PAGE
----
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Our motto: "Critical thinking in the cheap seats." Unbiased, honest classical music and opera opinions, occasional obituaries and classical news reporting, since 2007. All written content © 2019 by Paul J. Pelkonen. For more about Superconductor, visit this link. For advertising rates, click this link. Follow us on Facebook.

Wednesday, February 22, 2012

Opera Review: Sin City, Part Two

The second cast breathes life into the Met's Don Giovanni.
Isabel Leonard (l.) and Gerald Finley contemplate the horizontal mambo in Don Giovanni.
Photo by Marty Sohl. © 2012 The Metropolitan Opera.
When the Metropolitan Opera's new production of Don Giovanni opened in October, the big story was the injury to baritone Mariusz Kwiecien, scheduled to sing the title role. The ill luck continued for this run, when bass John Relyea was forced to cancel his appearances as Leporello. 

Happily, Tuesday night's performance proved to be something of a coming-out party for his replacement, bass-baritone Kyle Ketelsen. Leporello is the more interesting role anyway, and Mr. Ketelsen brought a rough comic energy to the part of the Don's faithful servant. His Catalogue Song snickered and leered. The brief tryst with Donna Elvira (Ellie Dehn) was a highlight of the second act, as he threw himself into the role of impersonating the Don.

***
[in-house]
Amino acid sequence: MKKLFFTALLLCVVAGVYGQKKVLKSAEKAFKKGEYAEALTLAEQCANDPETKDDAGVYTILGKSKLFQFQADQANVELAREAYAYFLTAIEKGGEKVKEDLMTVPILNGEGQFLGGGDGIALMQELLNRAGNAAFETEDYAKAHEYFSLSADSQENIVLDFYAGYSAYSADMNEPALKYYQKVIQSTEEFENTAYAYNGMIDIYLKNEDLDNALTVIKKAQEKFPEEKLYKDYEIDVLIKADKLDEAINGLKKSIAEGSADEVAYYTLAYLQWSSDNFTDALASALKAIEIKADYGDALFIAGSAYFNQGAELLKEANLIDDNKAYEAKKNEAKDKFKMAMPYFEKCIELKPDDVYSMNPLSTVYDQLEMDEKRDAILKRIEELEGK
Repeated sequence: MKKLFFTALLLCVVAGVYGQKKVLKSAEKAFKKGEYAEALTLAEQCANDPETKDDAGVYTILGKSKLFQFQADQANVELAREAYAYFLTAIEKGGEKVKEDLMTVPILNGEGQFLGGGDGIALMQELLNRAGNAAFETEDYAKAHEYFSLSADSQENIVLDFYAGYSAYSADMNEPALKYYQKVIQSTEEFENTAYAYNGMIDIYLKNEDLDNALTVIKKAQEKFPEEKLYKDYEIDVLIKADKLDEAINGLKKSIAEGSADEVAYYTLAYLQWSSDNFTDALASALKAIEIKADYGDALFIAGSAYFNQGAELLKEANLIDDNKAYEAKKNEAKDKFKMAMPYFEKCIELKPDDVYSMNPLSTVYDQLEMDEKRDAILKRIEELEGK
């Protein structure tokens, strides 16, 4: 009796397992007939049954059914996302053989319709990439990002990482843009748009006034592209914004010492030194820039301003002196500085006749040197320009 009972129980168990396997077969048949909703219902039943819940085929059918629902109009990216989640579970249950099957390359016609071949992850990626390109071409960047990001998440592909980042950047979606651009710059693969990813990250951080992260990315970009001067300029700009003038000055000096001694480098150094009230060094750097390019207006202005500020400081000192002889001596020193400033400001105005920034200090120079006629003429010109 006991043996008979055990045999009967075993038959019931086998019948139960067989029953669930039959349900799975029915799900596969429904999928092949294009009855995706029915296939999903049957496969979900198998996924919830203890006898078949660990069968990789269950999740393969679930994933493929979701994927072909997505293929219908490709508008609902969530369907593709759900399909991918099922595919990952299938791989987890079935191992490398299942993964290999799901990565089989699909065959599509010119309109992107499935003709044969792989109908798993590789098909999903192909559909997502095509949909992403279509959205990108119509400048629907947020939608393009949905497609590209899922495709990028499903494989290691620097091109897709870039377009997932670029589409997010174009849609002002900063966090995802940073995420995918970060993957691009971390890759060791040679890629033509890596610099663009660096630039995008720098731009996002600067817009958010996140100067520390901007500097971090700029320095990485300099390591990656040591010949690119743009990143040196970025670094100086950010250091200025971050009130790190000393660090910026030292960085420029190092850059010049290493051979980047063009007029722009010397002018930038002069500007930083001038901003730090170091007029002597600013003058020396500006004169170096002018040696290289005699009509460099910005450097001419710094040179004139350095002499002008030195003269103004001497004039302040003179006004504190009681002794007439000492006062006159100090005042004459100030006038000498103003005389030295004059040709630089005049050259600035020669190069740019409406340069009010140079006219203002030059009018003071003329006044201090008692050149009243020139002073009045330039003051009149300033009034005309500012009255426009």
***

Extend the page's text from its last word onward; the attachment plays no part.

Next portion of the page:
Gerald Finley brought a light touch to the title role, emphasizing the comic side of the character. This Don was played as the character that inspired the Romantics. He may have committed murder in the opening scene, but he was fun to be around, pulling the audience along on his wild adventures and making his actions seem like small sins in pursuit of a philosophical ethos

The Canadian baritone borought acting ability and a bustling comic energy to the part, racing through the Champagne Aria in what sounded like one breath. On the other hand, "Deh vieni a la finestra" was sung with a smooth seductive edge. The final scene, with huge gouts of flame eructating from the stage was heroically sung, with Mr. Finley pulling the audience's sympathies over to the side of the unrepentant Don.
Don Ottavio may be the most unrewarding primo tenore role in the repertory, with just two arias and little to do other than being supportive to Donna Anna. But this production continues to have good luck casting the part. Matthew Polenzani made the most of his two arias, putting emotional weight into "Dalla su pace" and  "Il mio tesoro." 

The ladies were a major improvement in this cast. Marina Rebeka has settled into the house, although her bright-toned soprano can prove wearing as Donna Anna. Ellie Dehn was a luxuriant, sensual Donna Elvira, without the shrill manic edge. And Isabel Leonard stole hearts and the opera as Zerlina. Masetto, (the bluff bass Shenyang) is a lucky peasant. 

The only hitch in the casting was the presence of James Morris as the Commendatore. His bass-baritone is still noble, but wearing at the bottom and showing more signs of age. At 65, the singer cannot make the listener jump out of their skin, and his voice lacked the black power needed to stand up to Mozart's writing for the full orchestra.

Sir Andrew Davis conducted an engaging, red-blooded performance. By not having to split duties at the harpsichord, the British maestro gave an old-fashioned Romantic reading of the score, that kept all of its power and hellfire while sacrificing none of the humor that is essential to this carefully balanced dramma giocoso.

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Critical Thinking in the Cheap Seats